USS George Washington Parke Custis (1861)
The Union Army balloon Washington tethered to the barge George Washington Parke Custis
|Name:||USS George Washington Parke Custis|
|Namesake:||George Washington Parke Custis|
|Laid down:||date unknown|
|Out of service:||not known|
|Length:||120 ft (37 m) (net)|
|Beam:||14 ft 6 in (4.42 m)|
|Depth of hold:||5 ft 6 in (1.68 m)|
This initial balloon experiment by John A. Dahlgren led to intensified balloon spying during the remainder of the war.
Conversion to balloon barge by John A. Dahlgren
George Washington Parke Custis, a coal barge built in the mid-1850s, was purchased by the Union Navy in August 1861; fitted out with a gas-generating apparatus developed by Thaddeus Sobieski Constantine Lowe; and modified by Dahlgren at the Washington Navy Yard for her service as a balloon barge.
Balloon launched to view Confederate forces in Virginia
Early in the morning of 10 November 1861, steamer Coeur de Lion towed George Washington Parke Custis out of the Navy Yard and down the Potomac River. The next day Lowe, accompanied by General Daniel E. Sickles and others, ascended in his trial balloon from the barge off Mattawomen Creek to observe Confederate forces on the Virginia shore some three miles away.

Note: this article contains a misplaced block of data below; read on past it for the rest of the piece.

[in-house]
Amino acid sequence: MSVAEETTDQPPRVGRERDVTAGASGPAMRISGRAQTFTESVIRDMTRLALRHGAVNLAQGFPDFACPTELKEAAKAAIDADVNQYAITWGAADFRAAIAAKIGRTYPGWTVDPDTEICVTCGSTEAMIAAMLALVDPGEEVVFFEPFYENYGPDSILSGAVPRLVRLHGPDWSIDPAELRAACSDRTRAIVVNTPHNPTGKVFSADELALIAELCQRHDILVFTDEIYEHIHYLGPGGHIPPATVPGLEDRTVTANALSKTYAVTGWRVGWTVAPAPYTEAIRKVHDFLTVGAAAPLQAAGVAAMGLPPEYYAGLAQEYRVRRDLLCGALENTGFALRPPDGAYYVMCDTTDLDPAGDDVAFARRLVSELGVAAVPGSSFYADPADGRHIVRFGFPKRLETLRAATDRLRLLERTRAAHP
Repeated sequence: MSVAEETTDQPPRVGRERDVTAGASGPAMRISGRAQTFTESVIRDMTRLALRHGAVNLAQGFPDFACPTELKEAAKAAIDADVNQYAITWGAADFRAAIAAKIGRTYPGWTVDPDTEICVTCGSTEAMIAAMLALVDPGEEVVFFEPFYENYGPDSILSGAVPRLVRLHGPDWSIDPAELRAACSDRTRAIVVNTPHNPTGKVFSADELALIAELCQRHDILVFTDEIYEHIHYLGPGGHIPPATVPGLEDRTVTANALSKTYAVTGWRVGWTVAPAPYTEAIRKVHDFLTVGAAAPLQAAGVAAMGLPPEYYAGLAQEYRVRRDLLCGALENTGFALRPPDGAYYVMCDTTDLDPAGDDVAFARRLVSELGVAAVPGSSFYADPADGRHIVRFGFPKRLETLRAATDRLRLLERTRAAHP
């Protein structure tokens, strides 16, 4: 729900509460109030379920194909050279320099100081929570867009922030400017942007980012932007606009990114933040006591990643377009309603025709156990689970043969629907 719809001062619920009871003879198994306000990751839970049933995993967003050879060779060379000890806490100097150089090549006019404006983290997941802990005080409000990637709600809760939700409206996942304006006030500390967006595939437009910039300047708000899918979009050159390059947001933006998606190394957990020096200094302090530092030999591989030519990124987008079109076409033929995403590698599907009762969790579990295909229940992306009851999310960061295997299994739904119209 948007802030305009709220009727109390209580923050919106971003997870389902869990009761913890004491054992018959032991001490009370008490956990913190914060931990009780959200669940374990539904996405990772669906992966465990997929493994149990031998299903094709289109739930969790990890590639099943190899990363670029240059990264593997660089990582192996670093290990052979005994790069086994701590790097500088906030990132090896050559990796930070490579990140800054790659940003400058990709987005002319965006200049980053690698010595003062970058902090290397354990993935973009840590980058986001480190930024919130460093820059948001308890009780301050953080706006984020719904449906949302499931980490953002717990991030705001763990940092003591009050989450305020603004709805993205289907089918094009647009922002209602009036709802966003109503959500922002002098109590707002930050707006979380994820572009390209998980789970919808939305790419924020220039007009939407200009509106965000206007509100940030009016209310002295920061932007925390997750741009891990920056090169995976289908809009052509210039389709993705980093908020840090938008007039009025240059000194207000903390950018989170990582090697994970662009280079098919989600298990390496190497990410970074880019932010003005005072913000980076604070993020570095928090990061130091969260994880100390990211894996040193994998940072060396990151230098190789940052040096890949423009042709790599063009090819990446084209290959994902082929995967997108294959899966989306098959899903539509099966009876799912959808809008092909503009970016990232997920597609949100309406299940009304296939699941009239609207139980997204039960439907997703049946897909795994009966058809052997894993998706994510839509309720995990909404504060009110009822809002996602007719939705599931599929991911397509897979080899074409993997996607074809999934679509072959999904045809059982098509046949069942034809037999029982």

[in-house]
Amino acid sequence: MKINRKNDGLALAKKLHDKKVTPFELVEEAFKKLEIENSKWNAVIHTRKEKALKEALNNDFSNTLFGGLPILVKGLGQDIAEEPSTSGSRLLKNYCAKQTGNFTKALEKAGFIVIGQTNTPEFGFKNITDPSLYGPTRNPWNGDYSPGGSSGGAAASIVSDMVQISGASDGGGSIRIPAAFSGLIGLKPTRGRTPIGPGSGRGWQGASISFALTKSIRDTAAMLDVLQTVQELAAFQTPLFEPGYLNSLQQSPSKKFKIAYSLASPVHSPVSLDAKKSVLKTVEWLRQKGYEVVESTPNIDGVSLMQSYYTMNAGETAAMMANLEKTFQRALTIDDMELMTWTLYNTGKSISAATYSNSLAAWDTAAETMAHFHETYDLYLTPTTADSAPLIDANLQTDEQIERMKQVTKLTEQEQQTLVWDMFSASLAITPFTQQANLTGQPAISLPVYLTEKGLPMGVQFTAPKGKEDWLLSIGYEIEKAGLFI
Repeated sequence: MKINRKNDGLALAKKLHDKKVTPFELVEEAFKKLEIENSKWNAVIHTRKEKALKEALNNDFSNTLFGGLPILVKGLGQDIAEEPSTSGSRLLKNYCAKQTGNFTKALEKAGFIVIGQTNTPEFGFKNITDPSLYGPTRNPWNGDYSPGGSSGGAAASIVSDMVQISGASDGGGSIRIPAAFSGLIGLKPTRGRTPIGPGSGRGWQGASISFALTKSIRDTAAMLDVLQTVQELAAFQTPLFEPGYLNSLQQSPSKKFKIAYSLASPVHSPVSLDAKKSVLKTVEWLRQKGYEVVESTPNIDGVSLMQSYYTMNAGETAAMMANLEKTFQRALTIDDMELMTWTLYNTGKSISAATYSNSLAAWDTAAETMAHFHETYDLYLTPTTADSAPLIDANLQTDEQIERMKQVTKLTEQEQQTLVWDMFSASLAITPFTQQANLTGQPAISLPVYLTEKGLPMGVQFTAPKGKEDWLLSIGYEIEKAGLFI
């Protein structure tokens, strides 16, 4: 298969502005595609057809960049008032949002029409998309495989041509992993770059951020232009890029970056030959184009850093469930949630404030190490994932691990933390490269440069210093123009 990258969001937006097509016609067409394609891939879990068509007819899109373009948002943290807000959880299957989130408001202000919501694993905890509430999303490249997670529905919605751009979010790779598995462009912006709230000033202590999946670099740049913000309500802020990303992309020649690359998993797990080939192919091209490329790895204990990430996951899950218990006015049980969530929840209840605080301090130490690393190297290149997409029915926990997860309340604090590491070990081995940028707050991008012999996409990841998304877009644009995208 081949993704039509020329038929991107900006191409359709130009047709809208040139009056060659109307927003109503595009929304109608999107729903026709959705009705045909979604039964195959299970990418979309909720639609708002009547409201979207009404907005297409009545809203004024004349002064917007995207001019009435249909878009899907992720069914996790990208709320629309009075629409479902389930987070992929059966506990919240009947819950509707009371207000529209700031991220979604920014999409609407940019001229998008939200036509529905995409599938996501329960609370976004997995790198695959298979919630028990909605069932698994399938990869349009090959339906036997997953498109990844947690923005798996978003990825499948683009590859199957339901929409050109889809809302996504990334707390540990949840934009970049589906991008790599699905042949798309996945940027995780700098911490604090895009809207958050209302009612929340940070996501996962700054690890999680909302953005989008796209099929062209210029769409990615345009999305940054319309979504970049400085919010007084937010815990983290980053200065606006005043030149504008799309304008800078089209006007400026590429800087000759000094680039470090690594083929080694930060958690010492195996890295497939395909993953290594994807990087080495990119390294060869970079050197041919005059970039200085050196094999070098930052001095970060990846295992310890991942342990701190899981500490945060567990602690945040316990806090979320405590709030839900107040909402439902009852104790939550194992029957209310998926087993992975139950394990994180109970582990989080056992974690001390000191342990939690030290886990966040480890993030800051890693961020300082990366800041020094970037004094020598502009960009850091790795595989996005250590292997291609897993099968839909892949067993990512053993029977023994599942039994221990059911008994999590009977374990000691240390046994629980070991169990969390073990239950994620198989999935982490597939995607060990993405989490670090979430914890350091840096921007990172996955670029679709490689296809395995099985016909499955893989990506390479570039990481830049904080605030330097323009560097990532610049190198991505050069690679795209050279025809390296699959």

On the 12th Lowe reported:
We had a fine view of the enemy camp fires during the evening and saw the rebels constructing batteries at Freestone Point.
Balloon launches cause technological leap in reconnaissance
This operation and John La Mountain's earlier ascension from Fanny began the widespread use of balloons for reconnaissance work during the Civil War and foreshadowed the Navy's future use of the air to extend its effective use of sea power.
No data available.